This is an old post I wrote years ago.

It’s about my father.

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I want to share with you both an entry I wrote on my blog on September 5th, 2011. It is titled “The Last Shall Be First.”

My father is an incredible man. This is my 100th post.

A few years ago he decided that our family should have a reunion. He made it happen with a selflessness that most humans don’t even know exists. This is his last year as president and honestly as great of a job as he does, I’m glad his fever for the job is over. His health is far more important these days and he left a blueprint only a no hands man could drop.

As his last president’s address to the family he had an old military buddy come speak to the family about, well, family. His friend has been coming to our reunion for years now and he explained why him not being blood family (his own family is dysfunctional) did not mean he wasn’t my father’s brother. He looked at my uncle and said “I know that you are his older brother but he is MY older brother”.

He went back. 1970’s back-when he and my father first met. He described how their relationship meant everything to him. How my father helped him so many times in his life. How my father was the best man at his wedding. How my father was his best friend. How much he loved my father.

It made a huge lump in my throat.

This man spoke about my father as if he was the only man he has met in his life that treated him as a true friend. As I get old…er. My appreciation for family period has increased quadruple fold. My awareness for things I truly consider “things that matter” has heightened. My respect and love for my father is on a rocket that is still traveling past galaxies. This weekend I saw that I was not the only one that had investment in this love rocket. Unplanned my uncle stands up at the end of the banquet, takes the microphone, and speaks on his love for my father. At the cookout, he was not allowed to lift, touch, or set-up anything.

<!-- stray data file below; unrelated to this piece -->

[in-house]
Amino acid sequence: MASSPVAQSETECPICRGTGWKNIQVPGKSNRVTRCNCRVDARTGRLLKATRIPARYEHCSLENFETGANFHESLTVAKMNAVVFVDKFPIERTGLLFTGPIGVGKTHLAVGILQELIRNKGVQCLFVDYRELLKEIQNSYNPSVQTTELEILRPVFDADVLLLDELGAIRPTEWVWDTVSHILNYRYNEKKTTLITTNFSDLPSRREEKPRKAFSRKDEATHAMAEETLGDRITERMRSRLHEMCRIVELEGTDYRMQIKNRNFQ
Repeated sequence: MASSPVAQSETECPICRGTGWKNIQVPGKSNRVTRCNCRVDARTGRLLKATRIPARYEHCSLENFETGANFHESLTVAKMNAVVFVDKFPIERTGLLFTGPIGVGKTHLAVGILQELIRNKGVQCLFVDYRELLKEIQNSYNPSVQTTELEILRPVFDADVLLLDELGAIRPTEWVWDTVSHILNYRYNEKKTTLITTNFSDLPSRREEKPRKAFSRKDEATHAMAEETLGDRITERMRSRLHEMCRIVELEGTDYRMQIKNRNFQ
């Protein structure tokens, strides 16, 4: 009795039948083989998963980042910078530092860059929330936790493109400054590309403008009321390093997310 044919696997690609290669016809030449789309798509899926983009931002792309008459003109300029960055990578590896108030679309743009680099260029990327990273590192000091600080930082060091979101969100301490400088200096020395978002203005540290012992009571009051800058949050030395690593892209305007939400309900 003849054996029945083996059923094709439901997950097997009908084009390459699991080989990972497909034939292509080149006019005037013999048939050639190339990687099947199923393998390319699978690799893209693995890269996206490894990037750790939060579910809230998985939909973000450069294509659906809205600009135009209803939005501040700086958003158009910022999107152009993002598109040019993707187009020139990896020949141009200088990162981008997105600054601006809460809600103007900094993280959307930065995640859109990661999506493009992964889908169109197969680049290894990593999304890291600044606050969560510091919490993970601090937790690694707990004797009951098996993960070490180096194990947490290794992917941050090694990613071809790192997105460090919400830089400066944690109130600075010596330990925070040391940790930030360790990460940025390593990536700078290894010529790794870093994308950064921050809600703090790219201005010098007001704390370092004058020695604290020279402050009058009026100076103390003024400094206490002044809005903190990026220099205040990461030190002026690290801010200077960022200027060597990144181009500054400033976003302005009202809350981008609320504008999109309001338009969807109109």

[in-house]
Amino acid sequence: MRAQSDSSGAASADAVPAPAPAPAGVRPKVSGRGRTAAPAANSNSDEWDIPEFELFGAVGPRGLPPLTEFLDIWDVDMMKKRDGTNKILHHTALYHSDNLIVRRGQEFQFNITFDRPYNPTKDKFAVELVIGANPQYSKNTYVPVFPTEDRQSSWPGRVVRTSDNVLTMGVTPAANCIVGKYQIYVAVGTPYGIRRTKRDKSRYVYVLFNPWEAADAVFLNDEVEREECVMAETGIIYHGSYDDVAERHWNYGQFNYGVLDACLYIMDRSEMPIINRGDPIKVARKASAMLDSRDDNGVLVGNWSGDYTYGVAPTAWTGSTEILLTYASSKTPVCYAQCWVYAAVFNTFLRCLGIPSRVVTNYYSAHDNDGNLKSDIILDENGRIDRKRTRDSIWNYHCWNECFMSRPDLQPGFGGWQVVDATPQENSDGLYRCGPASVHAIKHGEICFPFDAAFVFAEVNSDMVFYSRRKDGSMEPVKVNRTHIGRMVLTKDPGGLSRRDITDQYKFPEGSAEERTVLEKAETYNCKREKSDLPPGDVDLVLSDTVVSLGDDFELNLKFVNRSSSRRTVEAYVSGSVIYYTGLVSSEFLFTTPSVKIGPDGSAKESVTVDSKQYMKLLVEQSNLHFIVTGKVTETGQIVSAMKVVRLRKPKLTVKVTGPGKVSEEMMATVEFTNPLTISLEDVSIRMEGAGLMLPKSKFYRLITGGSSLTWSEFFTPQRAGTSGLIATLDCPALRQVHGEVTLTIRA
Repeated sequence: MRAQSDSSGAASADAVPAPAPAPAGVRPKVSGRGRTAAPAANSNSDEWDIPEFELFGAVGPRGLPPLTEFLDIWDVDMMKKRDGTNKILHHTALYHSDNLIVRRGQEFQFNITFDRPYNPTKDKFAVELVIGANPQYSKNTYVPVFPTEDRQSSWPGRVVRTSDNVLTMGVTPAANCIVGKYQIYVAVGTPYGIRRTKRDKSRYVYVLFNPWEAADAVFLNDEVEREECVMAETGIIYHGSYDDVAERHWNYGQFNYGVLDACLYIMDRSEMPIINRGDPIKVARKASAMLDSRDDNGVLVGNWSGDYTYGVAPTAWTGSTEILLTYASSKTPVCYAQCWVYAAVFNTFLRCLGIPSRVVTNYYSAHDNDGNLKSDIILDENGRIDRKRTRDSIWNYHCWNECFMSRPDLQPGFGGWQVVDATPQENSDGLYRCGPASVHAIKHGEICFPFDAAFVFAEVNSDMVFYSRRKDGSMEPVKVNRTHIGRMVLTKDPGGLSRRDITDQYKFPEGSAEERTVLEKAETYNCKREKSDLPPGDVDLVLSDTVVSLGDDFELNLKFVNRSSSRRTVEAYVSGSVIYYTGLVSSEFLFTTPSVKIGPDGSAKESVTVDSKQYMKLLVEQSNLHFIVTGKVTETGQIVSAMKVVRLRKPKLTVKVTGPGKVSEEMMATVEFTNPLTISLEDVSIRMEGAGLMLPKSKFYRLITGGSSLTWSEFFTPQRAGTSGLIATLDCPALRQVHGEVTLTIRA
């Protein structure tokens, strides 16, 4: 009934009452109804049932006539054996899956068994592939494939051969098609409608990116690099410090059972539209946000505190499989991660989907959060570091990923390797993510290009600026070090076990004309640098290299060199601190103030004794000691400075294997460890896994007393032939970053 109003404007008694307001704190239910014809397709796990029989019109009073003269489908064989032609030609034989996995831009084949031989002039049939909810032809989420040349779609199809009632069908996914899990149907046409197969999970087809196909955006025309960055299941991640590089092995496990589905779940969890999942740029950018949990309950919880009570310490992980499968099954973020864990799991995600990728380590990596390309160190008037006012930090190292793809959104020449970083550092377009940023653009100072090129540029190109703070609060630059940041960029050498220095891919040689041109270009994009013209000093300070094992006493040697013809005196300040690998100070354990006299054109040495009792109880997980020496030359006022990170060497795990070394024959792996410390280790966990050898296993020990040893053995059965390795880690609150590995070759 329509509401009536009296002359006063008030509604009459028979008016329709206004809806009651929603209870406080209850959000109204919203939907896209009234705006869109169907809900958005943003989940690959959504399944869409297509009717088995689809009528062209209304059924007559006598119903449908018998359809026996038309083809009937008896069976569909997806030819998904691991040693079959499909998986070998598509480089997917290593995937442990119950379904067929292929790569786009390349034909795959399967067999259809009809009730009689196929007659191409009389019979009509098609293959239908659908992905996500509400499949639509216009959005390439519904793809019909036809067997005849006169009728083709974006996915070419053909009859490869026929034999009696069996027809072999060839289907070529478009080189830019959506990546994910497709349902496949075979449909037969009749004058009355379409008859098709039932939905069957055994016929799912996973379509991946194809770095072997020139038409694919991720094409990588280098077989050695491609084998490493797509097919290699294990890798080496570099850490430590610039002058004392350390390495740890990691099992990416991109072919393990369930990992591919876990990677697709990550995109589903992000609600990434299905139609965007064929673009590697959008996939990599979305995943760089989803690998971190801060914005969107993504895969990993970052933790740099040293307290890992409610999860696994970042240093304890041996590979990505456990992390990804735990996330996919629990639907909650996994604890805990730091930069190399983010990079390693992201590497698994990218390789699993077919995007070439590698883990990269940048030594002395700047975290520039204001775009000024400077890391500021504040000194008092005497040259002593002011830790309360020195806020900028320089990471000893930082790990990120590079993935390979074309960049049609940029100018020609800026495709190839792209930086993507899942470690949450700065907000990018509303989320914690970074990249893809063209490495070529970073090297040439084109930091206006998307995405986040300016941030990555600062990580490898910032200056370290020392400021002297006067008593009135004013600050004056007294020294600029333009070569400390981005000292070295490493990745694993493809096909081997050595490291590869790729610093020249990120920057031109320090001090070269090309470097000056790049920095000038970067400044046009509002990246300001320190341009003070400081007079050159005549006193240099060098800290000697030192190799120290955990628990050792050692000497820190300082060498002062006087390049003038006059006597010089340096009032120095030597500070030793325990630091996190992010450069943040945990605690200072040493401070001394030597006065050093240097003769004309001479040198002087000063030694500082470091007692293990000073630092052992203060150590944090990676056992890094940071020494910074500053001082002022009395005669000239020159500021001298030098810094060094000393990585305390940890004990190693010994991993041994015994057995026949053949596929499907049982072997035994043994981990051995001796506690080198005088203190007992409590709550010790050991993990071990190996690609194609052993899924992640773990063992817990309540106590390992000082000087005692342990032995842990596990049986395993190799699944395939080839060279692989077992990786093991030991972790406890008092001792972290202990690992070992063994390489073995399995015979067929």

To see people shed their layers and reveal a love ultimate for my father was sobering. I’m jealous. I can’t lie. I want to be half the man he is, and one day I want to be at least two thirds the man he has become. The stories I heard. The stories I still hear. My father is one of those rare humans that even the most skeptical realist has to adore immensely. From my aunts to my little cousins they speak about him and to him in pure admiration.

I want to fill his shoes and these shoes are big, shiny and rare.

Thoughts of him over the years, I can recall infinite times he has helped people-family or not-through quandaries. Sometimes it was money, sometimes it was an ear to listen, sometimes it was an honest influence. Most of MY times it was all the aforementioned (I probably owe my dad close to a million dollars-to date) This man always puts himself last, usually for the sacrifice of making someone else better. That fidelity has made him first in the hearts of those he comes across.

Author:

Critical Thinker